The administration of President Emomali Rakhmon, who has been in office since 1994, has often come under fire for alleged corruption and undemocratic behavior.

via Tajikistan Blocks Facebook – Again | World | RIA Novosti.

Tajikistan is a transit point for one of the most lucrative drugs routes in the world.

Illegal drugs from neighbouring Afghanistan flood into the country on their way to Russia and Western Europe.

The rewards that come with trafficking the drugs can be hard to resist for Tajik people, who struggle to make a living along the country’s long and open border with Afghanistan.

In many Tajik villages on the border, villagers are sometimes recruited to help smuggle drugs along their journey into lucrative markets.

Prison sentences

Shadia (not her real name), a woman I met in a remote region near the Afghan border, knows only too well about the risks people in her village take when they give in to temptation.

“My husband wanted to buy some flour to make bread and agreed to carry some drugs,” she says.

“The police caught him along with his two brothers. Now they are all in prison.”

Unemployed and with no income, she is looking after her children by herself.

In this remote and impoverished rural community it is virtually impossible to find a job.

via BBC News – Recruiting drug couriers from Tajikistan.

An agreement on financing ‘Professional literacy programs for poverty reduction’ was signed in Dushanbe between the Republic of Tajikistan and the Islamic Development Bank (IDB), AsiaPlus news agency reported on Saturday.

The total project cost is $ 11 million on a credit basis. The project will be implemented until 2016.

According to the Secretariat of the Tajik Finance Ministry, the agreement was signed by the Minister of Finance Safarali Najmiddinov and Vice – President of the IDB, Ahmet Tiktik.

The ‘Professional literacy programs for poverty reduction” are aimed to decrease poverty rates, especially in rural areas; training of young people and women by enhancing relevant professional literacy, practical skills and productivity.

via IDB to contribute $ 11 million to Tajikistan to reduce poverty – Trend.Az.

Not long ago Tajik police were forcing men to shave their beards, convinced a terrorist lurked behind every whisker. Now the health minister has recommended salons stop trimming Tajikistan’s chins lest dirty razors spread HIV.
Nusratullo Salimov said barbers are not doing enough to disinfect their shaving equipment, RIA Novosti quoted him as saying on January 10. The health minister emphasized, however, that the majority of Tajikistan’s new HIV infections are transmitted via dirty needles and unprotected sex. He gave no statistics for new infections from tainted razors.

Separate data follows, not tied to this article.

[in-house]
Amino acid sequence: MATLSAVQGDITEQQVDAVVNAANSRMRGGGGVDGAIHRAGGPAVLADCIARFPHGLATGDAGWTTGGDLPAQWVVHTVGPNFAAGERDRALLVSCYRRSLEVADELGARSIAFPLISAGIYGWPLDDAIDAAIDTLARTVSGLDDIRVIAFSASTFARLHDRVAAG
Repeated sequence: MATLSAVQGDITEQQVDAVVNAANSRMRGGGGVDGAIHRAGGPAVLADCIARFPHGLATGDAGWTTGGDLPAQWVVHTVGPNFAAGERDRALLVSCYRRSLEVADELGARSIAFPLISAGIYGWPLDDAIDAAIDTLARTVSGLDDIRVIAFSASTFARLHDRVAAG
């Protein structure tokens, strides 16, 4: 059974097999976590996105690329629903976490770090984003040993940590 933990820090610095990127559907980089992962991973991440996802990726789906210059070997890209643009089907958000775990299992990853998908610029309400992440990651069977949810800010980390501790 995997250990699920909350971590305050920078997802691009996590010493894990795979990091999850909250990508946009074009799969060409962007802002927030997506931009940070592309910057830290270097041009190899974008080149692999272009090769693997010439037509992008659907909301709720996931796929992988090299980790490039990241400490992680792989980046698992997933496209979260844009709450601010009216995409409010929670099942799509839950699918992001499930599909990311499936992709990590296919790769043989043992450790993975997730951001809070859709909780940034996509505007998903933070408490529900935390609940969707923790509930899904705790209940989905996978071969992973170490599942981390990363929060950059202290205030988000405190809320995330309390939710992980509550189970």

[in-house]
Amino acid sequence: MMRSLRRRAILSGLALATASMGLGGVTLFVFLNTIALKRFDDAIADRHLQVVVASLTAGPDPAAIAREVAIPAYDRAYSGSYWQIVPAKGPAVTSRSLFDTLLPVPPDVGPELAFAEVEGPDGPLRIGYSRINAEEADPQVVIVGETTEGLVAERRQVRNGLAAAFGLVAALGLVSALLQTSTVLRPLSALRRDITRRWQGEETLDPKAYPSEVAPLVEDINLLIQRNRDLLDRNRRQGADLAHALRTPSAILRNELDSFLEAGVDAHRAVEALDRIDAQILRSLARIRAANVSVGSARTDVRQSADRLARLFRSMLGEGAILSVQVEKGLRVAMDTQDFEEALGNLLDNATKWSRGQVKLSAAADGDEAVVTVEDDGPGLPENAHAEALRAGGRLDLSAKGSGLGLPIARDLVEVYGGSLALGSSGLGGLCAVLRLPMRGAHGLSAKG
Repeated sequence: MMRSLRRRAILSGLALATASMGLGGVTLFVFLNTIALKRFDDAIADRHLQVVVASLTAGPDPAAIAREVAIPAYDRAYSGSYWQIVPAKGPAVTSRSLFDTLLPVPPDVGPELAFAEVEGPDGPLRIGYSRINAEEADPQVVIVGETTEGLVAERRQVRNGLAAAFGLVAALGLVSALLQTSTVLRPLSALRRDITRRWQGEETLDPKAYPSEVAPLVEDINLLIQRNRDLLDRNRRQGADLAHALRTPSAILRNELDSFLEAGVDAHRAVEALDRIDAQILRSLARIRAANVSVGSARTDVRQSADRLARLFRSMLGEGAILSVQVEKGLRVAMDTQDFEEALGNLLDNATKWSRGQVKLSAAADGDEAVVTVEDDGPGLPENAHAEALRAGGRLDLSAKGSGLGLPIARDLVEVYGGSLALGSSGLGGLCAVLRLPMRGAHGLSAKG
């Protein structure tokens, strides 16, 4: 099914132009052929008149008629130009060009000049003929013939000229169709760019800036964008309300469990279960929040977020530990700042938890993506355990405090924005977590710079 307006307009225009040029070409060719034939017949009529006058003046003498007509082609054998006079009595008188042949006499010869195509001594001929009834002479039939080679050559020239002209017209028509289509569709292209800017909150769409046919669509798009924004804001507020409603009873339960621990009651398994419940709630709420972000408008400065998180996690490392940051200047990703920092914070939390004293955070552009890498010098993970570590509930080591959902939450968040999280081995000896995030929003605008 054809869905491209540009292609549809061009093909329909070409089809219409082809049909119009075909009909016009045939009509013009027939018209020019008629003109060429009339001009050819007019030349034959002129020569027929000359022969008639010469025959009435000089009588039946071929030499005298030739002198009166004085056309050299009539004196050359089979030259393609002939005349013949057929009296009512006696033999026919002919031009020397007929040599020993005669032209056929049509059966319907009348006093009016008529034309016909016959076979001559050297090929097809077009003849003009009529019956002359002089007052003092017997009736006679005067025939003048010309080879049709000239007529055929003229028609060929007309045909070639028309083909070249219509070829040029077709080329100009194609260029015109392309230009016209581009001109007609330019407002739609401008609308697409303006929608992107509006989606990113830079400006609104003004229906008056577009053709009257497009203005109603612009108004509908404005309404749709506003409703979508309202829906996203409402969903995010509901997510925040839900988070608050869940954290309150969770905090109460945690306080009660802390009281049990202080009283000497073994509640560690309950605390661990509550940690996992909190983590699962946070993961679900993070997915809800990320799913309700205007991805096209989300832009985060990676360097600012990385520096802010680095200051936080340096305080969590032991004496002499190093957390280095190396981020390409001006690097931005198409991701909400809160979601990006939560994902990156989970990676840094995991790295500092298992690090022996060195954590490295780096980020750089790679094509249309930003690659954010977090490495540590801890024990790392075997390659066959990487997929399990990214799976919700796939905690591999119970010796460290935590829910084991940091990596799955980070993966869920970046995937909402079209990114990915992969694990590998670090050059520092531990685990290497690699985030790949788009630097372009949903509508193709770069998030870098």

Facial hair is a popular topic of official chatter in Tajikistan. In late 2010, a number of bewhiskered men told local media outlets they were being harassed by police. Some reported being stopped and forced to shave. At the time, an Interior Ministry spokesman confirmed police were detaining “suspicious” men sporting long beards as part of their search for members of banned Islamic sects. Muslim men, moderate and radical alike, often wear beards out of reverence for the Prophet Muhammad.
More recently, in November, a new injunction sponsored by the State Committee on Religious Affairs reportedly prohibited men from wearing beards longer than their fists, though some officials later denied the existence of any rules. (Ironically, across the border in Afghanistan, the Taliban were once said to forbid men from wearing beards shorter than fist-length.)
The beard vs razor debate will likely overshadow a more pressing issue. HIV is spreading rapidly along the heroin trafficking routes that transit Tajikistan. And in Russia, where a million-odd Tajiks work as temporary laborers – and often engage in risky sex before returning home to their wives – the UN says there are 200 new HIV infections every day. Salimov said the number of new cases in Tajikistan shot up by 17 percent in 2012.

via Tajikistan Splits Facial Hairs |